However, while surfing the internet for news I ran across a YouTube piece that must be shared, because so much in the Music-City spirit. For if there's a tragedy in your life--usually of the boy-girl-heartbreak kind--simply write a sad and twangy song about getting drunk about it. You can think of examples immediately, I'm sure. My archetypal favorite: "There's a Tear in My Beer from Cryin' over You." But then there's the punnish "She's Actin' Single; I'm Drinkin' Doubles (for My Troubles)." Or the lyrical "Pop a Top ... Again." Oops ... a whole 'nother post, never to be written.

Anyway, a fellow identified as Michael Deppish put this video together (in apparently no time at all), chronicling the great Nashville flood of 1-2 May 2010, along with an instrumental piece (though not really Nashville-sound at all) entitled "Windows" by a band called The Album Leaf. Very much worth the watch and the listen. (Notice at 1:17 that the cops are barricading Broadway's lower reaches behind them and down off in the distance.) Here it is.

Tuesday, April 27, 2010

#53 Nashville/Music City Footnote III

For any good shaggy dog story, or furry footnote, the teller must dilatate and attenuate the plot(less)line sufficiently to result in complete anti-climax. So far. so good. The bathetic conclusion is nearby, however.

But first, that other side of town. To the east past Music Row (the record companies), on to downtown and now all the way over the river to the Disneyish Opryland complex--here is represented the Nashville most associated in the national consciousness. Spamalot let's call it, to distinguish it from the highbrow western end with its Athenian pretensions.

More specifically, from the (now-restored) old cathedral of country music, Ryman Auditorium, and down a few blocks to the Cumberland River you've got the revitalized, just-like-the-old-days Lower Broadway. This was/is Nashville's Bourbon St., or Beale St. in Memphis--its blues with "twang" if you will--where you can walk and sample for free the "Sound" coming from little open-door bars lining both sides of the street. No cover but a beer to get into these living definitions of a "honky-tonk," because most nights are amateur ones. And they're all only a few doors down from the next, punctuated by arcades, fast-food places, and "museums"/fan-shops dedicated to one country-music star or another, or all of them. Apocalyptically tawdry ... and great fun.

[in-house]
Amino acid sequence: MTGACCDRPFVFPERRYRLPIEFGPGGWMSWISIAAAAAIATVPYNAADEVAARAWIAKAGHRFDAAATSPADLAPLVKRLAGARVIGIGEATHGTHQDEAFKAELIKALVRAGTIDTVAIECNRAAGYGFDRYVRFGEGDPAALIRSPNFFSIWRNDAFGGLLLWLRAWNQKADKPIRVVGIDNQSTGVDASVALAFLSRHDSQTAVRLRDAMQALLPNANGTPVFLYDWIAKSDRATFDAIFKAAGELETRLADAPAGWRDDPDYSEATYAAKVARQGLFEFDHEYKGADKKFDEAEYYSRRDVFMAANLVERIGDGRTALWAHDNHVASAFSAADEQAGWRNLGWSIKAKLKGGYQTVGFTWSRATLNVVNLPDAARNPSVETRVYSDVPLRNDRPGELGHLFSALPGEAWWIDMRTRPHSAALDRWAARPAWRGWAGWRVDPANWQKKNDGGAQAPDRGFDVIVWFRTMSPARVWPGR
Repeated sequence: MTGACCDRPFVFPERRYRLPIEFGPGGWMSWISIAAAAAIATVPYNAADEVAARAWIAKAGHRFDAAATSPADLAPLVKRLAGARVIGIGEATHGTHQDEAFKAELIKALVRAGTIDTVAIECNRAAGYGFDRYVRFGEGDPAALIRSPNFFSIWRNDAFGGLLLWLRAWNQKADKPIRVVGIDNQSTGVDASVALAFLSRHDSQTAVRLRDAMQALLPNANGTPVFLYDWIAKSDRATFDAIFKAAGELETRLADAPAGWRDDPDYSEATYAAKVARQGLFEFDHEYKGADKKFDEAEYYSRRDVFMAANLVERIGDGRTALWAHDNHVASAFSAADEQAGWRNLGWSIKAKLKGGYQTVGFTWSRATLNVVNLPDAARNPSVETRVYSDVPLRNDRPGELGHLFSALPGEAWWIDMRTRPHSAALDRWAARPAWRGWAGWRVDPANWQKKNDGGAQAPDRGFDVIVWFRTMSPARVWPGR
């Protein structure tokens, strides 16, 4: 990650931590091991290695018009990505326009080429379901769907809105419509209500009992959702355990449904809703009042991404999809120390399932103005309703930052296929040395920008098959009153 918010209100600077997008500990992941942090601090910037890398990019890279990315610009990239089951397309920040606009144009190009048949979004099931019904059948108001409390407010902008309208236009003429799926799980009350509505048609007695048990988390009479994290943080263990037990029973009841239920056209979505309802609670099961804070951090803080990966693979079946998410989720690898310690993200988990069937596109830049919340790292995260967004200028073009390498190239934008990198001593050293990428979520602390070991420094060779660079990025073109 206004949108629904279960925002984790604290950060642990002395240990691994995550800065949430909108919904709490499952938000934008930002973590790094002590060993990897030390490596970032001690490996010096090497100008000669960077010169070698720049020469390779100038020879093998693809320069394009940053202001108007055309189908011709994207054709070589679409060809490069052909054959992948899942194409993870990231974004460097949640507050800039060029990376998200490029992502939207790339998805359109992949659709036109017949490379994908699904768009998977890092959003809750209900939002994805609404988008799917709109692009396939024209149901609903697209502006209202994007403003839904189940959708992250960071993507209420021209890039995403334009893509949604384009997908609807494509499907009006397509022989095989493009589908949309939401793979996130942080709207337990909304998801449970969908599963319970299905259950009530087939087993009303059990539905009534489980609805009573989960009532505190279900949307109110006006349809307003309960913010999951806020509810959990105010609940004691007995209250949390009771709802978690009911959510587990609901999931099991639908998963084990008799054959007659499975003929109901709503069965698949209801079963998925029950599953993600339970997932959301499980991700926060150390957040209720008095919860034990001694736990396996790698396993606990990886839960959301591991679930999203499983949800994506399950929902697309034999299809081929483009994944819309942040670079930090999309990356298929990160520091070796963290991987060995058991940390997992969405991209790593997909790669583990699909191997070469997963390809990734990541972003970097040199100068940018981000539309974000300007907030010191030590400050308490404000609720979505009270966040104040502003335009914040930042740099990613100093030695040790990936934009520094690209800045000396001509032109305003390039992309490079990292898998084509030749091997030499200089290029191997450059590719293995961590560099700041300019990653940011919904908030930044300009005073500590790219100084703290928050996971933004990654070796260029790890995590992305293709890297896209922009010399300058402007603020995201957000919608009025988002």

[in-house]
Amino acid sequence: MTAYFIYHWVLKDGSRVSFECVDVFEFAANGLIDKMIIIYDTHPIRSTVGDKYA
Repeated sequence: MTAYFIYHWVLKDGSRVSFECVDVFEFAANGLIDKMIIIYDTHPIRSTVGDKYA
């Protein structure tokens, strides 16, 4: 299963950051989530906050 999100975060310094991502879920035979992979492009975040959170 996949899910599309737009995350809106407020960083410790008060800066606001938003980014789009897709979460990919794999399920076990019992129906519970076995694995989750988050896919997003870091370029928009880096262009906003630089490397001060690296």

And, de gustibus, good music. The wannabe Porter Wagoners and Dolly Partons who flock to Lower Broadway most often bring some talent with them. Tootsie's Orchid Lounge has always been the ultimate mecca for those pilgrims. The real-life proprietor Louise "Tootsie" Bess could be seen hovering around the bar in my day, and several years later be seen doing the same thing, cameo-wise, in Robert Altman's Nashville (1975). She was to aspiring country-singers what Johnny Carson was to would-be stand-up comics. As in Altman's movie--and in the under-appreciated W.W. and the Dixie Dance Kings that same year, with Burt Reynolds and Jerry Reed, including a cameo by guess-whom--if you got a gig at Tootsie's, you got it made in Music City.

So it was for Ms. Parton, Willie Nelson, Patsy Cline, and Waylon Jennings, among others. Roger Miller reportedly penned "King of the Road" at Tootsie's. Porter Wagoner, on the other hand, was already a recording and television star when he hit Nashville in the late 50s. He had been featured on TV's Ozark Jubilee in his native Missouri for some years, had several hit records to his credit, and had earned the moniker, Mr. Grand Ole Opry, before Dolly even signed on with him.

He was almost a literal "hit" with me, too. Or call it a near-physical "brush" with celebrity. Enough. Here's the story. I'd been commuting to Vanderbilt from our place across the river for a couple of weeks before the fall semester had started, and could easily find parking on campus. But this was the first day of classes on that morning in 1968. Parking lots full. So back around to just off big 21st Ave., across from what was then the Divinity School, where I found a spot. Also across from campus on 21st was a pancake house--could have been an IHOP, but it shortly became a Lum's beer and hot-dog joint anyway--whose parking-lot driveway debouched into the side-street upon which I had parked, and upon whose sidewalk I was soon walking, carrying my briefcase, thinking intently upon the very new day ahead.